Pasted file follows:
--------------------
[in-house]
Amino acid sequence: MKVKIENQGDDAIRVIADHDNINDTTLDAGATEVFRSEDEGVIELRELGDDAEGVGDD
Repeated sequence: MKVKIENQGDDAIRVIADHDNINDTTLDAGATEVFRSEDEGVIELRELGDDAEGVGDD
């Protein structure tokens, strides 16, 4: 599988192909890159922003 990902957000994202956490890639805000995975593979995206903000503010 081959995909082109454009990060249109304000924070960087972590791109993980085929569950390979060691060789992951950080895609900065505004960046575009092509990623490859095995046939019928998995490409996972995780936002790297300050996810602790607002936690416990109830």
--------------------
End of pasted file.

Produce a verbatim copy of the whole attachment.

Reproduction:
[in-house]
Amino acid sequence: MKVKIENQGDDAIRVIADHDNINDTTLDAGATEVFRSEDEGVIELRELGDDAEGVGDD
Repeated sequence: MKVKIENQGDDAIRVIADHDNINDTTLDAGATEVFRSEDEGVIELRELGDDAEGVGDD
């Protein structure tokens, strides 16, 4: 599988192909890159922003 990902957000994202956490890639805000995975593979995206903000503010 081959995909082109454009990060249109304000924070960087972590791109993980085929569950390979060691060789992951950080895609900065505004960046575009092509990623490859095995046939019928998995490409996972995780936002790297300050996810602790607002936690416990109830």